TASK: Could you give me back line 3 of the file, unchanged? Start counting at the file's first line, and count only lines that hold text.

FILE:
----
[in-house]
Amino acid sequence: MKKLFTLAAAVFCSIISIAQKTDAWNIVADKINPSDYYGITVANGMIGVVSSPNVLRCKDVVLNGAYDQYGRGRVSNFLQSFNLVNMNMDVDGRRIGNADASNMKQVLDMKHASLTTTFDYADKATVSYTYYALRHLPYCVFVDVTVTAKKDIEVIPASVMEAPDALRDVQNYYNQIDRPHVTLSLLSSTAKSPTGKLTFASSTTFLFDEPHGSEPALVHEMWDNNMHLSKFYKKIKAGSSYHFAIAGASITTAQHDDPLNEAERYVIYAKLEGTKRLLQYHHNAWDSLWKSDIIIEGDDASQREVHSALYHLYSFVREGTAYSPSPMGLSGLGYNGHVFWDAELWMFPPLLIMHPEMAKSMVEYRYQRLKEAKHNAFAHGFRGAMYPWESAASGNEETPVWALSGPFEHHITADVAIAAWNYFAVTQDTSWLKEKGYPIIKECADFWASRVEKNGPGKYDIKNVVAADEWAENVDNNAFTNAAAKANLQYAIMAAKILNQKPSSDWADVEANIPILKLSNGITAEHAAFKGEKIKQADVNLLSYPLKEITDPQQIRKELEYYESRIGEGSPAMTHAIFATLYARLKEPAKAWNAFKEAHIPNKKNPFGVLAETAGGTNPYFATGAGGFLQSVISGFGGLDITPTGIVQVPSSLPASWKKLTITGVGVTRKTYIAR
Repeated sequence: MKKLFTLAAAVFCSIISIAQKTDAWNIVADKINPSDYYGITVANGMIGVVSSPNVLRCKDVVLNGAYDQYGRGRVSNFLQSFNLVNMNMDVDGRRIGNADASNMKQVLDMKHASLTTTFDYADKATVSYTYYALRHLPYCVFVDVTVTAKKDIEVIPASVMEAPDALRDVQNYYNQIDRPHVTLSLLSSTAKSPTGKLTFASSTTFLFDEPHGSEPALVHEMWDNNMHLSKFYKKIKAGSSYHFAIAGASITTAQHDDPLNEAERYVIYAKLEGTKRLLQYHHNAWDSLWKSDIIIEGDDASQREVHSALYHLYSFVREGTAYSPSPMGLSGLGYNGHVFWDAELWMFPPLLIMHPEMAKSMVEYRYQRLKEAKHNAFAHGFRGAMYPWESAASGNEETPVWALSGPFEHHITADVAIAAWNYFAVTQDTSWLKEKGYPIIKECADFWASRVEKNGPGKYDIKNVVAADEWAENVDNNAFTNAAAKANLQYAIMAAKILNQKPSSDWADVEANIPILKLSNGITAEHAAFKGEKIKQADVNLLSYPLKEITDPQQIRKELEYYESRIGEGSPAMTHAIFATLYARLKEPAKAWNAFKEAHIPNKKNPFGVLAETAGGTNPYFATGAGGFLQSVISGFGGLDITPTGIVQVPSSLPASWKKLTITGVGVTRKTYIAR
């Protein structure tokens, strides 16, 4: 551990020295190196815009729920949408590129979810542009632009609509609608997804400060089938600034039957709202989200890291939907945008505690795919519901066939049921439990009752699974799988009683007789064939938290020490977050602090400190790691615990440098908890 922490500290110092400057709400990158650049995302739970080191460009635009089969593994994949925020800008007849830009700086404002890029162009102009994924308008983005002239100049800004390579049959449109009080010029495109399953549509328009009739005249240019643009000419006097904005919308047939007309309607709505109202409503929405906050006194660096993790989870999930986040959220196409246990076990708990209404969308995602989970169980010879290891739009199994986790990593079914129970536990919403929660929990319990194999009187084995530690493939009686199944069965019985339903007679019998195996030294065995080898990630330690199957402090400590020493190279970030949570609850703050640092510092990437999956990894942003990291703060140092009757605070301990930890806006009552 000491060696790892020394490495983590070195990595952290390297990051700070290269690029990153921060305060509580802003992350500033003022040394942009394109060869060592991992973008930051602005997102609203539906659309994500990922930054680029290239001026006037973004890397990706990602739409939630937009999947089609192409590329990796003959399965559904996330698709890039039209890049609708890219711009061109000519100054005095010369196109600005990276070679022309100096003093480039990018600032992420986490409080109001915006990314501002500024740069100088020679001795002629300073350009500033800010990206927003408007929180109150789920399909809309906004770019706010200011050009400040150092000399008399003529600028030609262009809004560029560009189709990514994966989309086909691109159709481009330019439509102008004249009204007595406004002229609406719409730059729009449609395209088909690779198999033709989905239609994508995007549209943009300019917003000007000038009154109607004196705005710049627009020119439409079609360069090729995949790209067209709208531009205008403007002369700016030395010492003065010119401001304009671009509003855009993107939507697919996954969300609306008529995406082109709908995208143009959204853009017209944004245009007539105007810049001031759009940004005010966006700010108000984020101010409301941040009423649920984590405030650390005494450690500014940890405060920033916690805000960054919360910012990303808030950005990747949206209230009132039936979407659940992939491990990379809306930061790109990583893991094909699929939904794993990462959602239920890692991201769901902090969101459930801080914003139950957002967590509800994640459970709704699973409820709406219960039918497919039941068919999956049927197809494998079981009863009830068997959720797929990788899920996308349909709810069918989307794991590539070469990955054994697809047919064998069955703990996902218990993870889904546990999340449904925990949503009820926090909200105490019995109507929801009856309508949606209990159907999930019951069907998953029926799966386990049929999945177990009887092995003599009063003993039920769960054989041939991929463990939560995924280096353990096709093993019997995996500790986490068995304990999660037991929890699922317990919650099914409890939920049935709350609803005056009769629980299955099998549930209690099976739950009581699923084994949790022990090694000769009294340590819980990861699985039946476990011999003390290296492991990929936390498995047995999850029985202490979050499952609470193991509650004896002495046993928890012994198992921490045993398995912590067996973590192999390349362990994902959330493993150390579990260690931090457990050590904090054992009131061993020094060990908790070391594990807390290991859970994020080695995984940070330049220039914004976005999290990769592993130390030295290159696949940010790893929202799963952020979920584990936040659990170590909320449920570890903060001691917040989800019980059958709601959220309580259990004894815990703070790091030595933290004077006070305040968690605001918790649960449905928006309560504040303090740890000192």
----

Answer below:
Repeated sequence: MKKLFTLAAAVFCSIISIAQKTDAWNIVADKINPSDYYGITVANGMIGVVSSPNVLRCKDVVLNGAYDQYGRGRVSNFLQSFNLVNMNMDVDGRRIGNADASNMKQVLDMKHASLTTTFDYADKATVSYTYYALRHLPYCVFVDVTVTAKKDIEVIPASVMEAPDALRDVQNYYNQIDRPHVTLSLLSSTAKSPTGKLTFASSTTFLFDEPHGSEPALVHEMWDNNMHLSKFYKKIKAGSSYHFAIAGASITTAQHDDPLNEAERYVIYAKLEGTKRLLQYHHNAWDSLWKSDIIIEGDDASQREVHSALYHLYSFVREGTAYSPSPMGLSGLGYNGHVFWDAELWMFPPLLIMHPEMAKSMVEYRYQRLKEAKHNAFAHGFRGAMYPWESAASGNEETPVWALSGPFEHHITADVAIAAWNYFAVTQDTSWLKEKGYPIIKECADFWASRVEKNGPGKYDIKNVVAADEWAENVDNNAFTNAAAKANLQYAIMAAKILNQKPSSDWADVEANIPILKLSNGITAEHAAFKGEKIKQADVNLLSYPLKEITDPQQIRKELEYYESRIGEGSPAMTHAIFATLYARLKEPAKAWNAFKEAHIPNKKNPFGVLAETAGGTNPYFATGAGGFLQSVISGFGGLDITPTGIVQVPSSLPASWKKLTITGVGVTRKTYIAR